Why I share the falling glory

I walk at the sidewalk’s edge, relishing the low heaps of fallen glory where each footfall whispers His presence.

Beneath the autumn-garbed trees, I am surrounded by splendor, Presence. I step softly on a golden carpet, my little path roofed with the same color. Bits of glory fall silent all around, caressing as they land on hair or whisper past shoulders.

I want to stoop down, to examine each leaf, the marks of red and gold left by the touch of its Creator in this cycle of death and new life.

It makes me sad, somehow, the bags of leaves so quickly raked, sidewalks blown clear by men with motors strapped to their bodies, discarded splendor blown off as useless trash.

Maybe this is why I now write, I who for most of my life have been so private. I don’t want too quickly to throw away the bits of glory fallen from the hand of the Creator. I’d rather let people walk through the messy beauty, feeling the freedom of space, the hope of new life after death, hearing His whispers with each footfall. I long for my life to be a path fit for the king on the donkey, and with wonder I realize that with every leaf which falls before His hand, every death in preparation for new life, He is creating a beautiful carpet on which He may enter. If only we do not too quickly sweep away the falling glory!

 

Did God really say. . . ?

The words fade. Numbness sets in, and doubts. “Did God really say . . . ?  Do you really think He is asking you to trust him with everything? Don’t you think it’s wiser to hold on to a little something. . . hold back just a bit. . . just in case? What harm can it do?

And I return again to the truth that I heard several weeks ago. The one command, the only thing asked of us, is that we not try to live independent from God. All else we are freely given. Is it not that same question that holds me back. “What if God doesn’t come through? Maybe you should just keep a little something in case. . . just so you have the fall-back option of independence.”

And I hear again yesterday’s truth – that God can be trusted. That the one central lie of the enemy is that God is holding out on us. And as the question comes again, “Did God really say. . .?”, I shout the answer, “YES! God did really say He wants all of me. YES! All He asks is that I don’t try to live this life without Him. And YES! He can be trusted.”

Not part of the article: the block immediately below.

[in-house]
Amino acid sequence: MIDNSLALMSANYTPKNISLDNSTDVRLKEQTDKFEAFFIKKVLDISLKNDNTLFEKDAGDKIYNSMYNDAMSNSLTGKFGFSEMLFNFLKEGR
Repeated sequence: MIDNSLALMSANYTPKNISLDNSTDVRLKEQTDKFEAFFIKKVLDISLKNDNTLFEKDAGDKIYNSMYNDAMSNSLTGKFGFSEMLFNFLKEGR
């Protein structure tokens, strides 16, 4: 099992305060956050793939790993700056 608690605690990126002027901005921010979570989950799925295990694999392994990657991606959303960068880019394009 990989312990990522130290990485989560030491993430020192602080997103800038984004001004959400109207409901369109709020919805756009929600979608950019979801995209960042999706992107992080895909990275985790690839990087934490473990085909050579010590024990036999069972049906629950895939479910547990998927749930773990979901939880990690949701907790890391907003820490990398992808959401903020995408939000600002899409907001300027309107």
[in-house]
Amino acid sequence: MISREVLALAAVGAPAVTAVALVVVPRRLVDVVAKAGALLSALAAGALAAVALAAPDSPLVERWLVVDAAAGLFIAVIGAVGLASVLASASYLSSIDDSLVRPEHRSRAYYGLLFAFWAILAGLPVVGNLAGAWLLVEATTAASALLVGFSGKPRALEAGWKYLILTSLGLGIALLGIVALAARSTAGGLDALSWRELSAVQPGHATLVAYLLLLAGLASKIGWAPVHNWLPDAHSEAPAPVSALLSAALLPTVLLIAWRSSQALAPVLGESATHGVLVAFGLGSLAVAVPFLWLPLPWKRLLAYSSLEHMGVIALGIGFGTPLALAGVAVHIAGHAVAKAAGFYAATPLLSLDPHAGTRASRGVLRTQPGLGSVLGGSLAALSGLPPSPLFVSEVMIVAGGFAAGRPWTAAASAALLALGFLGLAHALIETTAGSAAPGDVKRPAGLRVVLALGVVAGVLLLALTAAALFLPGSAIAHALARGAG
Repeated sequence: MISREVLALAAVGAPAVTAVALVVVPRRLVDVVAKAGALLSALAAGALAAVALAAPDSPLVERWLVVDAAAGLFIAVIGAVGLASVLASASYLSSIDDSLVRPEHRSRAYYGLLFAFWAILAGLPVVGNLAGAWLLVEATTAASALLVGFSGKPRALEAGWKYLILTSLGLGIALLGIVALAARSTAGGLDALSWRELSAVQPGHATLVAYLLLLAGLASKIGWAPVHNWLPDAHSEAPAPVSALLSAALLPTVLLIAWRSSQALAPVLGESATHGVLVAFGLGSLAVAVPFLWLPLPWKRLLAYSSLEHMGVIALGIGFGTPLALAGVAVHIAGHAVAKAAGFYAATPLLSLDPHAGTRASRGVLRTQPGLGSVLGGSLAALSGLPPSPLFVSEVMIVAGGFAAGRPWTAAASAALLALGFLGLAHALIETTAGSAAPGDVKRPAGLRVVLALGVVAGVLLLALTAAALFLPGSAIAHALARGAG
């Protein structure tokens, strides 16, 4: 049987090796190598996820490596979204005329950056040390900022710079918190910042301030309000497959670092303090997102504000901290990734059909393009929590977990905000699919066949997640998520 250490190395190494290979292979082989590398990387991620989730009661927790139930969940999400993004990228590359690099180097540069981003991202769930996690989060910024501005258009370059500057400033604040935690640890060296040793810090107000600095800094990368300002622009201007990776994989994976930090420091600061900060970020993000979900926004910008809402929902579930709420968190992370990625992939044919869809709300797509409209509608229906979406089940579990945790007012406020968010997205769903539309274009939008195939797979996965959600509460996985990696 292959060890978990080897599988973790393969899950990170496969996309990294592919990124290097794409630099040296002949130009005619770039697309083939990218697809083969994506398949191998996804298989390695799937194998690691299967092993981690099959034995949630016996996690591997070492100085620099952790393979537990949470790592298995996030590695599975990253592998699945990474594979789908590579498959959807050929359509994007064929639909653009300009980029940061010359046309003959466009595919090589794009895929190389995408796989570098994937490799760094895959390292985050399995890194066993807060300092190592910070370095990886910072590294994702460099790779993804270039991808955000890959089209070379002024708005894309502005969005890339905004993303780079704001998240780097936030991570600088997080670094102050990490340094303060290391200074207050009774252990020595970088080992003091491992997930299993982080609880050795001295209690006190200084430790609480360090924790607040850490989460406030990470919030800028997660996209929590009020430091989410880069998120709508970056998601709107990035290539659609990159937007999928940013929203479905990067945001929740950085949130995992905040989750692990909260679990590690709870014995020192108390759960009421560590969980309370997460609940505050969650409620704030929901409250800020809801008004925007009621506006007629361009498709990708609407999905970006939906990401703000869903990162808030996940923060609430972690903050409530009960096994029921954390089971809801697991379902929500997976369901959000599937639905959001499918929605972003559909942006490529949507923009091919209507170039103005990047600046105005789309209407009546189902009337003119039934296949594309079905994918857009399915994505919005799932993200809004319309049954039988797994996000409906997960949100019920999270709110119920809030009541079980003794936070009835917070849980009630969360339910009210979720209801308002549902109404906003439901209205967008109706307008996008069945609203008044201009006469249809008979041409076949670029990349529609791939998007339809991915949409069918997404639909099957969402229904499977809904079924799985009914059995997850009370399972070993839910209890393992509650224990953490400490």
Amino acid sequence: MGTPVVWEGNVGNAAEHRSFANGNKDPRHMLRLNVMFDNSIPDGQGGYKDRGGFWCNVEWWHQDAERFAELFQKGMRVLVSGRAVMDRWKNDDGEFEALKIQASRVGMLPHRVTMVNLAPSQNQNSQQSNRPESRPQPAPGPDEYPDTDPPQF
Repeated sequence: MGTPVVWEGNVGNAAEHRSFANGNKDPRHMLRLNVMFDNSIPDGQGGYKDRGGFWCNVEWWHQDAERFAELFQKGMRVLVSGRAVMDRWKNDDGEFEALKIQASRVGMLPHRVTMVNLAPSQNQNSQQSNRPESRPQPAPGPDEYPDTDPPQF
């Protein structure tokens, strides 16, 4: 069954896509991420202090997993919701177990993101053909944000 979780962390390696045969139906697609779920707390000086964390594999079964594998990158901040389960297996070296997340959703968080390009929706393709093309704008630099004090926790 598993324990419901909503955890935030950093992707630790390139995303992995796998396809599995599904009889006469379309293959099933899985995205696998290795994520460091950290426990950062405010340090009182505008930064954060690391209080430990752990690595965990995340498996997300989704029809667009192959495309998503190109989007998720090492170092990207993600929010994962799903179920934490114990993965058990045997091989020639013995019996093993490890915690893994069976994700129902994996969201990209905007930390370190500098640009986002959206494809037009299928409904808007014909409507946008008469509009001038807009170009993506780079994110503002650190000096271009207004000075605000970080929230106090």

And I soak in the truth from Hosea, that God does not hold back or take away except to replace it with Himself.

And through the words of two young mothers, He reminds me that “our losses belong to our songs of gratitude.” That “sometimes a dance of loss can be a thing of grace.”

“The dance of new life—each mother knows the steps, and when colic grips her wee one, those steps become ingrained deep down.

The swaying, the bouncing, the cradling all seep into her core and become an automatic answer to the desperate little cries. When the wailing starts in the dark after a few moments’ slumber and weary tears mingle, what is there to do but dance? . . .

Henri Nouwen compares us to the two disciples on

the road to Emmaus:

Somehow, in the midst of our mourning, the first steps

of the dance take place.

Somehow, the cries that well up from our losses

belong to our songs of gratitude.”

And so I dance. Amidst the moments of wondering if I’m crazy, the terror at entering the unknown, the sense of loss amidst the wonder of still greater gain, I cry “Yes” to the invitation given. I hold out my arms to the One who calls me to this new dance.

“Trust is not blind certitude. Droughts will occur, and life will be hard. Trust is a willingness to enter the dance of life with eyes wide open. . . . Faith, not certitude, is the stance that weathers drought.”

(Susan Phillips, Candlelight, p. 167)